Our Parliament has many rules, conventions, quirks and traditions. When you work there, you start to learn about all these different bits and some turn out to be quite interesting. As I looked at todays House of Commons agenda, I noticed that one of my favourite ones happens tonight, one that seems to have taken an interesting twist.

Every May, we get to see a very interesting spectacle that really is its own world. It happens after the House of Commons adjourns on two Wednesday nights, and goes for about four hours or so, during prime time. On each night, the Parliament goes into “Committee of the Whole” and the Official Opposition gets to chose two ministers to come and testify before the committee, and basically answer any question that relates to the Main Estimates of that department.

Long story short, if you ask a question that’s related to a budgetary matter, the Minister has to reply. Making the spectacle even more interesting is the fact that by the rules of these nights, the Minister is only allowed to give an answer that is approximately as long as the question that is asked. So, if a member takes 15 seconds to ask a question, the Minister has approximately 15 seconds to answer. Under this format, it really reduces the chance to bloviate and run out the clock, but also tends to lead to many interesting answers and pieces of information coming out.

As with anything that happens in Parliament, there is usually some strategy around these nights. As you get to call two Ministers, normally the Official Opposition tries to pick two Ministers who either hold portfolios that are hot or contentious, you pick a Minister who is, frankly, a poor performer, or some combination of those. I remember the one “Committee of the Whole” I got to be a part of in the last Parliament, we called former Indigenous Affairs Minister Bernard Valcourt to testify, and he was predictably awful.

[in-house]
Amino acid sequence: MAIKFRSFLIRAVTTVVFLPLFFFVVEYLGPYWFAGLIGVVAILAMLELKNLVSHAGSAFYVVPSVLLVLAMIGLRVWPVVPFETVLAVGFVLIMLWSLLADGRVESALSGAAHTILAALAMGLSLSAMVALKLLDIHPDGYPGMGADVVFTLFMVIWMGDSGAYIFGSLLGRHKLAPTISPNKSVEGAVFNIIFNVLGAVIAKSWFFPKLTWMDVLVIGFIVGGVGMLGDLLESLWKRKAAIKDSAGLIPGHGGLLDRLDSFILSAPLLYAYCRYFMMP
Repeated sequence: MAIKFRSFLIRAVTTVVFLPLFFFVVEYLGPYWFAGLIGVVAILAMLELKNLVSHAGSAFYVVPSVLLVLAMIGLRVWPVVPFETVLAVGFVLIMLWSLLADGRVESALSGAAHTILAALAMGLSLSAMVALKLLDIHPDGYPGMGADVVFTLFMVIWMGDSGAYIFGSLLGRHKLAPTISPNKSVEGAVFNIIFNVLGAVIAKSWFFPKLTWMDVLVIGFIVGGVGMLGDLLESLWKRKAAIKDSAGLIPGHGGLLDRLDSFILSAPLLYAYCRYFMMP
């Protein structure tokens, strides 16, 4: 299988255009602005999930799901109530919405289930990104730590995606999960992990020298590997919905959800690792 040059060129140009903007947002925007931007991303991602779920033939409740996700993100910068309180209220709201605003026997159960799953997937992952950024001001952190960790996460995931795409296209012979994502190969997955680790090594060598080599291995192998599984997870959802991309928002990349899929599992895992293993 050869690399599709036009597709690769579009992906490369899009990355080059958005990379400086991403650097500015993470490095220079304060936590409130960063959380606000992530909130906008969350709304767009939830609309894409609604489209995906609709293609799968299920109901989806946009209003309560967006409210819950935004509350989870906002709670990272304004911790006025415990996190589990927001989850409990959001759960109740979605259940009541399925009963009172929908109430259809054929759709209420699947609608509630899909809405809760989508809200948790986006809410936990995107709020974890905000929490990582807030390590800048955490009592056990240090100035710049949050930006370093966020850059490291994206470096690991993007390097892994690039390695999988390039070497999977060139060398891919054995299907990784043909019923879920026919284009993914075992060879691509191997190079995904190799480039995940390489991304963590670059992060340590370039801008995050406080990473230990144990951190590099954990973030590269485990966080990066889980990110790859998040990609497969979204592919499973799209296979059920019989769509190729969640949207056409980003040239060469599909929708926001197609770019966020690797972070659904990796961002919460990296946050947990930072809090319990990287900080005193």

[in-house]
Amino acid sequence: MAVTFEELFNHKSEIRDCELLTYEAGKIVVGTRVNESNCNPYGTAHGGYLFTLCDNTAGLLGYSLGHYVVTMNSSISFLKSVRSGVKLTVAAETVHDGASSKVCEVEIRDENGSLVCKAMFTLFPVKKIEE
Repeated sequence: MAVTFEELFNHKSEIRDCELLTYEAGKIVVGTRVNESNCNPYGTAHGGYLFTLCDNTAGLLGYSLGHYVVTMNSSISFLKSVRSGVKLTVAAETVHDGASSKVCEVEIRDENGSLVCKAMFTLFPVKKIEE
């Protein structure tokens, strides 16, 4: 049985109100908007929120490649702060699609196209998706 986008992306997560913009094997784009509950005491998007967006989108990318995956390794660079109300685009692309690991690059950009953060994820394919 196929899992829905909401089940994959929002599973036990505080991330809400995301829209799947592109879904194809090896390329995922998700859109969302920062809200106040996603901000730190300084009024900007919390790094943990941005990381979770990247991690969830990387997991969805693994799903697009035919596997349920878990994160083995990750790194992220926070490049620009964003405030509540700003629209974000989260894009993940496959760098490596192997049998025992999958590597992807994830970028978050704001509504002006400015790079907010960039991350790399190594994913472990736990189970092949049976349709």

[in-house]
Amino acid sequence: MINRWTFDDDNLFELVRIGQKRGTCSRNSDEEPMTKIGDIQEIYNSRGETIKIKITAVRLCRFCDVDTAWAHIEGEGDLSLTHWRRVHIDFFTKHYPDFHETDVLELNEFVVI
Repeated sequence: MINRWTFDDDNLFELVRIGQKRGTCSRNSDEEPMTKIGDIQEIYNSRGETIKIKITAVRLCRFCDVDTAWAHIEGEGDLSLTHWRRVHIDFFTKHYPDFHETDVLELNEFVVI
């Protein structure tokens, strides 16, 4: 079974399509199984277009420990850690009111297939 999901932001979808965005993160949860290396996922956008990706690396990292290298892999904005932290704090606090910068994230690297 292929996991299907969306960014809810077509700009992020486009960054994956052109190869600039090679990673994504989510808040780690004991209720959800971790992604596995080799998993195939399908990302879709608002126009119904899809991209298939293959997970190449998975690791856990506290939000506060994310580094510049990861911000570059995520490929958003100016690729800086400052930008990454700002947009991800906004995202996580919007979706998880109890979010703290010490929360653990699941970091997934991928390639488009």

So, in May 2019, with all of the matters that have been taking up the oxygen in the House of Commons, there is a list of names I would have assumed the Conservatives would call before the House tonight. Environment Minister Catherine McKenna, Natural Resources Minister Amarjeet Sohi, Finance Minister Bill Morneau or new Justice Minister David Lametti would have all made complete sense, given the attention that the Conservatives have put on their files.

Yet who is the first Minister that they are calling to testify? None other than National Defense Minister Harjit Sajjan, a choice that seems to be a bit out of left field. Why Sajjan? He isn’t directly involved in any of the major stories that have been happening and even in the Mark Norman affair, he hasn’t been a central figure.

It’s a choice of witness that leaves a lot of open questions, but also could lead one to believe that the Conservatives think they have something up their sleeve, I would assume on the whole Mark Norman case and the military procurement. Tonight is one of those rare nights where the Official Opposition basically sets the agenda and chooses who they face. It’s a night that the Opposition usually looks forward to and the government dreads. So with this choice, it seems that something is a foot for tonight, assumedly something of note. Otherwise, the only explanation is that it’s a bad choice and some other minister who was probably much more likely to face this scrutiny will be off the hook, a crucial mistake if that is the case. We’ll see how it all plays out tonight after the House rises for the day, starting probably around 7 pm EST/4 pm PST. Will this decision be a stroke of genius or will it be a strike out? We’ll see what happens tonight.